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Publication Date
18 August 2020

Power and Wind Shear Implications of Large Wind Turbine Scenarios in the US Central Plains



Continued growth of wind turbine physical dimensions is examined in terms of the implications for wind speed, power and shear across the rotor plane. High-resolution simulations with the Weather Research and Forecasting model are used to generate statistics of wind speed profiles for scenarios of current and future wind turbines. The nine-month simulations, focused on the eastern Central Plains, show that the power scales broadly as expected with the increase in rotor diameter (D) and wind speeds at hub-height (H). Increasing wind turbine dimensions from current values (approximately H = 100 m, D = 100 m) to those of the new International Energy Agency reference wind turbine (H = 150 m, D = 240 m), the power across the rotor plane increases 7.1 times. The mean domain-wide wind shear exponent (α) decreases from 0.21 (H = 100 m, D = 100 m) to 0.19 for the largest wind turbine scenario considered (H = 168 m, D = 248 m) and the frequency of extreme positive shear (α > 0.2) declines from 48% to 38% of 10-min periods. Thus, deployment of larger wind turbines potentially yields considerable net benefits for both the wind resource and reductions in fatigue loading related to vertical shear.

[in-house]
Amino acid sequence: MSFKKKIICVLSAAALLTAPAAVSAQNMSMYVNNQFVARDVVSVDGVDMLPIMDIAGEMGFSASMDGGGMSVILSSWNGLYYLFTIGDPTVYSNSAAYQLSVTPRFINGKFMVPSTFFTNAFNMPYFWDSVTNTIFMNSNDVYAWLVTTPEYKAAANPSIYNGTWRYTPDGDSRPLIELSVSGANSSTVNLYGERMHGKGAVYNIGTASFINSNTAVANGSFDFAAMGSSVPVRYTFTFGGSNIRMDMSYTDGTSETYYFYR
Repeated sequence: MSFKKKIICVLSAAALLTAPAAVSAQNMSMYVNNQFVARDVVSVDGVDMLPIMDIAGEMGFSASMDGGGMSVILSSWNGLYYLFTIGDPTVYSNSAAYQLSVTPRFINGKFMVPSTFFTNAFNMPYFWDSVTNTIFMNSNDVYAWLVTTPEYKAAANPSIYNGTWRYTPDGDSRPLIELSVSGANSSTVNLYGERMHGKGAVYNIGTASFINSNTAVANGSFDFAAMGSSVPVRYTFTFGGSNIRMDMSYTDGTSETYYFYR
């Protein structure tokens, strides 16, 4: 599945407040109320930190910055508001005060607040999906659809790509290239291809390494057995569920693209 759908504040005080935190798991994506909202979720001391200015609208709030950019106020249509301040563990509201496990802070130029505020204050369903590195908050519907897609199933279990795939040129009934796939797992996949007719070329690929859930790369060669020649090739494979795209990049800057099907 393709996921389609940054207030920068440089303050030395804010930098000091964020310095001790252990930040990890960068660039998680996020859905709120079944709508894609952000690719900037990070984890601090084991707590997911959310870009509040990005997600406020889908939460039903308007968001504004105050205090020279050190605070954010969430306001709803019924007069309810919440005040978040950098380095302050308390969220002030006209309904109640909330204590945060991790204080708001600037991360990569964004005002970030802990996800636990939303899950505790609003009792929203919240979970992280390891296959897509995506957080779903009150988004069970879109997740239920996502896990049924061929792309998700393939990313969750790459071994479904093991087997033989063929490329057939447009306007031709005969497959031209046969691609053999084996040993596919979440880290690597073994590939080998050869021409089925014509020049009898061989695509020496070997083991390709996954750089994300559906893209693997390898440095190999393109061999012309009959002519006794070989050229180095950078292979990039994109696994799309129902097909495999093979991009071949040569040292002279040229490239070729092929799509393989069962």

“Power And Wind Shear Implications Of Large Wind Turbine Scenarios In The Us Central Plains”. 2020. Energies 13: 4269. doi:10.3390/en13164269.
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